With overarching imagery, our sacred story looks to the light. Called by many things - wisdom, lamp, guide - light shines through, takes up residence and moves us on.
‘In the very beginning’, it says, ‘there was light’. It burned away the dusty dimness of a time before the dawn of creation. Warming the waiting earth that stretched and grew underneath its gaze, it gave life. Dividing itself from darkness, it offered a pattern and pace to the days and nights, moments, month, years, generations. In the very beginning, there was light.
Light danced its way through our stories.
Moses, captivated by a fire that did not consume …
The prophets who call – ‘people in darkness, follow the light’…
The psalmist who sings of a lamp to our feet, the unfolding word that gives a glimmer of insight …
The woman who lights a lamp, searching for a treasure she has lost …
The city on a hill, a beacon for all who stray …
Lamp on a stand, not hidden but held high …
In all these things, we are summoned to light.
This Christmas, Christian Aid’s theme is ‘Light the Way’ – an invitation for people to be light in dark places, to wage welcome not war on refugees who flee persecution, violence and war. 65 million members of our global family have no safe place to call home and we can help by offering practical things – food, clothing, shelter and safe spaces. We can help by refusing to add our voices to the rhetoric of ‘them and us’, borders and barriers. Our campaign asks supporters to send a Christmas card to Theresa May, asking her to speak words of compassion and care and calling on the government to follow that path. We challenge one another to do the same.
This Advent, we remember another 'in the beginning.' ‘In the beginning was the Word’ – with God, was God, wisdom – the life-light of all people, a force darkness could not overcome. Let us claim that light and live it.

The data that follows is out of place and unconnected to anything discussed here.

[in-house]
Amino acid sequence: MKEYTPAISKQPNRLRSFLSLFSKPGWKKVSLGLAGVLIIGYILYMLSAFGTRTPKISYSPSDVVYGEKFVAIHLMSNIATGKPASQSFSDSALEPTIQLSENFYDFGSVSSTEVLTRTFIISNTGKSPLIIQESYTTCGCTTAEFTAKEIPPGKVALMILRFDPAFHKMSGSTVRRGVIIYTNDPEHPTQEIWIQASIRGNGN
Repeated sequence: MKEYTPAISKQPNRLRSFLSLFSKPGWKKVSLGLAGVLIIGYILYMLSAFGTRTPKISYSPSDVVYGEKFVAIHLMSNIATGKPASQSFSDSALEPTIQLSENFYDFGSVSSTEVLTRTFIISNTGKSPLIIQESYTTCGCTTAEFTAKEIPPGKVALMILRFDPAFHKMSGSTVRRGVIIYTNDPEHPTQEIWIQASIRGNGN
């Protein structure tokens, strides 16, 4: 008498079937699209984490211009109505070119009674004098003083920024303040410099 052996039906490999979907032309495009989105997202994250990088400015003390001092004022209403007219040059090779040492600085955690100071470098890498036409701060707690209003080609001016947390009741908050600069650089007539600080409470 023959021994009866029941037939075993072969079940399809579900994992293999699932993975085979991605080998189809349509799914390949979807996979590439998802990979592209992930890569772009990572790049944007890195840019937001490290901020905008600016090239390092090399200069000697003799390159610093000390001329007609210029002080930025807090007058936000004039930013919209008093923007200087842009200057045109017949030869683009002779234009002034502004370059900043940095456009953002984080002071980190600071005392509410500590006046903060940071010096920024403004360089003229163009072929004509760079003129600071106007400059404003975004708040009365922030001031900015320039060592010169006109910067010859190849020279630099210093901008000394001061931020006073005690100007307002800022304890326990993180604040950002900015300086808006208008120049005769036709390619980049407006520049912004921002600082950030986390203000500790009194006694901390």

“It’s time for each of us to step
up for human rights.
There is no action that is too small: wherever you are, you can make a difference.
Together, let’s take a stand for more humanity.” -- UN High Commissioner for Human Rights, Zeid Ra'ad Al Hussein
Something strange happens as we move closer to Christmas. Even the most outward-looking of us seem to leave the world at the door, put the 24-hour news on mute and try to recreate our lives as a Victorian Christmas card with snow on gables and tables creaking under the strain of roasted turkey.
And sometimes, that’s the right thing to do. Sometimes we need to be reminded of the bonds of family to the exclusion of all else. In the midst of so much global turmoil, we need the Christmas lights to shine a little brighter and the carolers to sing a little louder.
But ours is not the Victorian age, and to pretend that we can celebrate Christmas in a reality vacuum is to cling to the coattails of the ghost of Christmas past. The 24-hour global news cycle, for all its faults, insists that we look deep into the eyes of our brothers and sisters wherever they are.